There’s some mention in the film of the destruction of documents in Prague when the Nazis invaded. How did that affect the research?
What Artemis found after his grandmother died — and Artemis’ grandmother is Martha Sharp — was 14 boxes that showed records of saving hundreds of people. They tracked, with the help of the Holocaust Museum in Washington D.C., as many individuals as they could find. Every film that we make is a wonderful detective story and one of the things that drew me was how much legwork [had already been done]. I mean, Artemis adopted this project when he was 14 years old. He was in the ninth grade and a teacher said, please write a report on somebody with moral courage, and he asked his mom and his mom, still smarting and hurting from the abandonment [of when her parents left for Europe], for the first time in his life said, well, go talk to your grandmother, she did some cool things in World War II. This has been a lifelong project for him. He’s hired private detectives to find these people. Just the making of the film has flushed out more people and the broadcast of the film will bring in more. We’ll learn about more Americans who saved people in the Holocaust and that will just enrich and expand our story.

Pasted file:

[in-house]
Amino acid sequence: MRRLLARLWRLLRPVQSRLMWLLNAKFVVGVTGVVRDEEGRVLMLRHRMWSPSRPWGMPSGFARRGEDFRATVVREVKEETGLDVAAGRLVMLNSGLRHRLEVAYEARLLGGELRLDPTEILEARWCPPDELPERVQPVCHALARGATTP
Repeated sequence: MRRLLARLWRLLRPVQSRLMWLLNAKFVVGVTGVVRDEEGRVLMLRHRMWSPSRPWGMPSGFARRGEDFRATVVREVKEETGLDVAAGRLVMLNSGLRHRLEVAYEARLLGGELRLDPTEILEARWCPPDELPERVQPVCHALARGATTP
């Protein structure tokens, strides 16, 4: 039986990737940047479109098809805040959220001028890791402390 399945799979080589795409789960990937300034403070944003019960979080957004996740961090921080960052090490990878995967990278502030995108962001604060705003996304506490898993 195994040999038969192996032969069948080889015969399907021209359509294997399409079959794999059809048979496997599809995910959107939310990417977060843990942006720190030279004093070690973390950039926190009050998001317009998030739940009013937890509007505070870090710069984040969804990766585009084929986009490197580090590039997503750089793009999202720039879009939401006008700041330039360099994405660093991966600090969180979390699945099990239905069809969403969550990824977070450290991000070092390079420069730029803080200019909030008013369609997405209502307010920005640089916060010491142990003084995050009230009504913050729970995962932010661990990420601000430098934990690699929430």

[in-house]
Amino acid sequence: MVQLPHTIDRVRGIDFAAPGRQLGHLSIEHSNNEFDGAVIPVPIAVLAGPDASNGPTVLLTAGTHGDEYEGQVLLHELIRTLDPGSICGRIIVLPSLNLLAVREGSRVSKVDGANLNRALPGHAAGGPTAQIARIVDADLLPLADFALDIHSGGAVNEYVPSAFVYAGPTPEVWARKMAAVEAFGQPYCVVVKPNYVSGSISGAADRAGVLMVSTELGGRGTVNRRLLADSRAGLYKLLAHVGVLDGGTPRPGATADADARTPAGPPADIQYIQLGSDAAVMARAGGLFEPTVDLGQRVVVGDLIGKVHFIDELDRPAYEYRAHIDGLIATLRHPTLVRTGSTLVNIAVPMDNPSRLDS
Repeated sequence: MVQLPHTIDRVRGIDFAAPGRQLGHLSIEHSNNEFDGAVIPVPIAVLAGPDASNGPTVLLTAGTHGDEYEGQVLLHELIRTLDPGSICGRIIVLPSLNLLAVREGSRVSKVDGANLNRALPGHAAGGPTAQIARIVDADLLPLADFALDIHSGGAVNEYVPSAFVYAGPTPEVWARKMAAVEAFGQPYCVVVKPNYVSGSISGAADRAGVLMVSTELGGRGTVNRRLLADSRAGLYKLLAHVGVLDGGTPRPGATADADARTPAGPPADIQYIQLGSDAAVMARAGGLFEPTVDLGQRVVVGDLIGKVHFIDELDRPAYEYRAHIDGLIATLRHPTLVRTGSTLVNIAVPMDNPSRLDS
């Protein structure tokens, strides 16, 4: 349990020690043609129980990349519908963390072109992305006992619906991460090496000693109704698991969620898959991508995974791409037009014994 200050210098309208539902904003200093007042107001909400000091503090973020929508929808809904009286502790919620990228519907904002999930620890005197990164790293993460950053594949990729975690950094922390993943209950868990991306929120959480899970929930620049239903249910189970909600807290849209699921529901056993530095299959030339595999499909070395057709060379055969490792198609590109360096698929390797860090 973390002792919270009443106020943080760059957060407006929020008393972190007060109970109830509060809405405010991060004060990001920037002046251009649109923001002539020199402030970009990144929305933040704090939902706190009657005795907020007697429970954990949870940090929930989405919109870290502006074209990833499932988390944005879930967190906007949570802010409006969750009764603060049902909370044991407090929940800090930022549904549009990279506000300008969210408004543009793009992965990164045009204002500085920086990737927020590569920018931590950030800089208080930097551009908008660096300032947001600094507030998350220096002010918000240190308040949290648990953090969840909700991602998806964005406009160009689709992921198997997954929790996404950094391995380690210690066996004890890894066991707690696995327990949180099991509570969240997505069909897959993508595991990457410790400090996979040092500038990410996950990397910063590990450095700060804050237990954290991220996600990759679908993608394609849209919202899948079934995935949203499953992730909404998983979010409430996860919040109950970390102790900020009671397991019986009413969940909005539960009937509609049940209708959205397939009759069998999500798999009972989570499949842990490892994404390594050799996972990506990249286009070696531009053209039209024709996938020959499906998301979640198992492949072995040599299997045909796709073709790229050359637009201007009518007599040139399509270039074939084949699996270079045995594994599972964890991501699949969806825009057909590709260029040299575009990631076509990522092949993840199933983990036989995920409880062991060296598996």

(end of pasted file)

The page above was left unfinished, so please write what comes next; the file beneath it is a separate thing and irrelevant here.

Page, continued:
That must be a big advantage of working with someone who has a personal relationship to the story.
It was a blessing. But he also was too close to it in some respects. What I could bring was how to restructure it, how to tell it.
I can see how that distance would help. This is a film where the bulk of World War II is a montage. There’s so much you have to choose to exclude.
I had to go through and say, look, you just jumped from 1941 to 1945. I need to actually say, however voicelessly, ‘something happens then.’
How do you see film and VR working together? What do you think VR can bring to stories about and from history?
You’re talking to an old guy, and I’m very anxious that the technological tail doesn’t wag the dog, but I have come around in so many ways. The VR is a wonderful thing. Eventually it will put me out of business but hopefully I’ll be long gone.
To watch the full experience and explore more exclusive virtual reality content download the LIFE VR app for iOS and Android or visit time.com/lifevr.